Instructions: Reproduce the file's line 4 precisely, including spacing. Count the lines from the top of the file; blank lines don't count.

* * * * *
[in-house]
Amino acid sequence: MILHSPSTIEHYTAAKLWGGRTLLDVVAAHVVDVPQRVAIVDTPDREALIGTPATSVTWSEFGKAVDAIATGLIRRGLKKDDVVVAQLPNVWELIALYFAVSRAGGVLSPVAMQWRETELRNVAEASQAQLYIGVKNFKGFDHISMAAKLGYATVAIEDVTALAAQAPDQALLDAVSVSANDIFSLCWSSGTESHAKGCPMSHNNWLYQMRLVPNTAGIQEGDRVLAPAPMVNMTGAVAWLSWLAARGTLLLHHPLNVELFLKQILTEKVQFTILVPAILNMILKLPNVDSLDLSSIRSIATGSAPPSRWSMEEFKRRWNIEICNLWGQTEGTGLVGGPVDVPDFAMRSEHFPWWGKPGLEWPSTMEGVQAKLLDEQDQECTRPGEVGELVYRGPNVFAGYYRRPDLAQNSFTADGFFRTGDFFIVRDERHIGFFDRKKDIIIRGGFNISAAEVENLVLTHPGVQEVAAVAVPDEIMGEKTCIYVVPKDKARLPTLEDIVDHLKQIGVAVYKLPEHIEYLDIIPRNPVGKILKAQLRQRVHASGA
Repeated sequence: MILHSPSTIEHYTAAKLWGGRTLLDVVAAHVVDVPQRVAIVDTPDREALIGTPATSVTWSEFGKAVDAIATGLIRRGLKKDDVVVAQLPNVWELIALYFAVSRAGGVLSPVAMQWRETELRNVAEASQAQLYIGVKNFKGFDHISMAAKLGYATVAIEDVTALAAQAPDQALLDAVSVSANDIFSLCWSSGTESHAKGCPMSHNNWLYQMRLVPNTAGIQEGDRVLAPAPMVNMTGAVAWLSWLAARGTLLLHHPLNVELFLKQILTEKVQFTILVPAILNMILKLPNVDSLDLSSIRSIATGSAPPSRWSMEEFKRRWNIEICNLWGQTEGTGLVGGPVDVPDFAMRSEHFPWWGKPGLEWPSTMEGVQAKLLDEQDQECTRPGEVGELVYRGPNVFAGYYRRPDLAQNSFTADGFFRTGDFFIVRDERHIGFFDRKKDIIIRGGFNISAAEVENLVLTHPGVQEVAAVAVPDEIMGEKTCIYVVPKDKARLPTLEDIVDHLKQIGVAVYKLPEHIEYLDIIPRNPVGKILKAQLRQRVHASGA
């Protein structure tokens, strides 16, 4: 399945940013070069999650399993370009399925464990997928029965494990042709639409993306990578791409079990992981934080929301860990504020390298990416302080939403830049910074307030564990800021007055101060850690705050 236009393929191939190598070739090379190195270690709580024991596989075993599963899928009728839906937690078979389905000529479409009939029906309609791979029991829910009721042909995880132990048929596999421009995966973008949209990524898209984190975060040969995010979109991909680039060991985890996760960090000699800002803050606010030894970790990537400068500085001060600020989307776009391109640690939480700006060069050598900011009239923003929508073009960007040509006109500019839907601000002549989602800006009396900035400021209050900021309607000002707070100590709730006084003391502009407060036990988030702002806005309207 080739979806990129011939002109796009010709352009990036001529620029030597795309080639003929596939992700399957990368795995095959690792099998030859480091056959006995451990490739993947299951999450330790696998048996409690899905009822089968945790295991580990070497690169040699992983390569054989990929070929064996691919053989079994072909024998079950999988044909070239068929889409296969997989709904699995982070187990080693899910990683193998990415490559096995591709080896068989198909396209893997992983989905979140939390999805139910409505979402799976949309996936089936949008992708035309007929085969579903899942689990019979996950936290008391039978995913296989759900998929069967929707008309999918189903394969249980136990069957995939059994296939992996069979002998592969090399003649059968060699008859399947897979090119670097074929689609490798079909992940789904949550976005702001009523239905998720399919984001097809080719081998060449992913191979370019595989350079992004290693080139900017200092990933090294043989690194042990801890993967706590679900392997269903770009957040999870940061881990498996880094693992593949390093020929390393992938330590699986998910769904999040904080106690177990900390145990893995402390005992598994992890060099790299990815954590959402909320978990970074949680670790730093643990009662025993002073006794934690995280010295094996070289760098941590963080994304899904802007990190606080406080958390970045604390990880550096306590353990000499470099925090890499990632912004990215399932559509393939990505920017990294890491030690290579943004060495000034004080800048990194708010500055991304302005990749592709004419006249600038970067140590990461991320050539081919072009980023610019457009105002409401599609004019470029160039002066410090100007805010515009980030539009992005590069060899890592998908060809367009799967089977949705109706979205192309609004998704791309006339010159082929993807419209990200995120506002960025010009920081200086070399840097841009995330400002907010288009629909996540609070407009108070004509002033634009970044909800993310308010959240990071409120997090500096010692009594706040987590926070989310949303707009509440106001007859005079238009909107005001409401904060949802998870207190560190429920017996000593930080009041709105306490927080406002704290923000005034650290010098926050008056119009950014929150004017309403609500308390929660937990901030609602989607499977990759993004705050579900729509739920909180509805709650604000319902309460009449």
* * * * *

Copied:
């Protein structure tokens, strides 16, 4: 399945940013070069999650399993370009399925464990997928029965494990042709639409993306990578791409079990992981934080929301860990504020390298990416302080939403830049910074307030564990800021007055101060850690705050 236009393929191939190598070739090379190195270690709580024991596989075993599963899928009728839906937690078979389905000529479409009939029906309609791979029991829910009721042909995880132990048929596999421009995966973008949209990524898209984190975060040969995010979109991909680039060991985890996760960090000699800002803050606010030894970790990537400068500085001060600020989307776009391109640690939480700006060069050598900011009239923003929508073009960007040509006109500019839907601000002549989602800006009396900035400021209050900021309607000002707070100590709730006084003391502009407060036990988030702002806005309207 080739979806990129011939002109796009010709352009990036001529620029030597795309080639003929596939992700399957990368795995095959690792099998030859480091056959006995451990490739993947299951999450330790696998048996409690899905009822089968945790295991580990070497690169040699992983390569054989990929070929064996691919053989079994072909024998079950999988044909070239068929889409296969997989709904699995982070187990080693899910990683193998990415490559096995591709080896068989198909396209893997992983989905979140939390999805139910409505979402799976949309996936089936949008992708035309007929085969579903899942689990019979996950936290008391039978995913296989759900998929069967929707008309999918189903394969249980136990069957995939059994296939992996069979002998592969090399003649059968060699008859399947897979090119670097074929689609490798079909992940789904949550976005702001009523239905998720399919984001097809080719081998060449992913191979370019595989350079992004290693080139900017200092990933090294043989690194042990801890993967706590679900392997269903770009957040999870940061881990498996880094693992593949390093020929390393992938330590699986998910769904999040904080106690177990900390145990893995402390005992598994992890060099790299990815954590959402909320978990970074949680670790730093643990009662025993002073006794934690995280010295094996070289760098941590963080994304899904802007990190606080406080958390970045604390990880550096306590353990000499470099925090890499990632912004990215399932559509393939990505920017990294890491030690290579943004060495000034004080800048990194708010500055991304302005990749592709004419006249600038970067140590990461991320050539081919072009980023610019457009105002409401599609004019470029160039002066410090100007805010515009980030539009992005590069060899890592998908060809367009799967089977949705109706979205192309609004998704791309006339010159082929993807419209990200995120506002960025010009920081200086070399840097841009995330400002907010288009629909996540609070407009108070004509002033634009970044909800993310308010959240990071409120997090500096010692009594706040987590926070989310949303707009509440106001007859005079238009909107005001409401904060949802998870207190560190429920017996000593930080009041709105306490927080406002704290923000005034650290010098926050008056119009950014929150004017309403609500308390929660937990901030609602989607499977990759993004705050579900729509739920909180509805709650604000319902309460009449």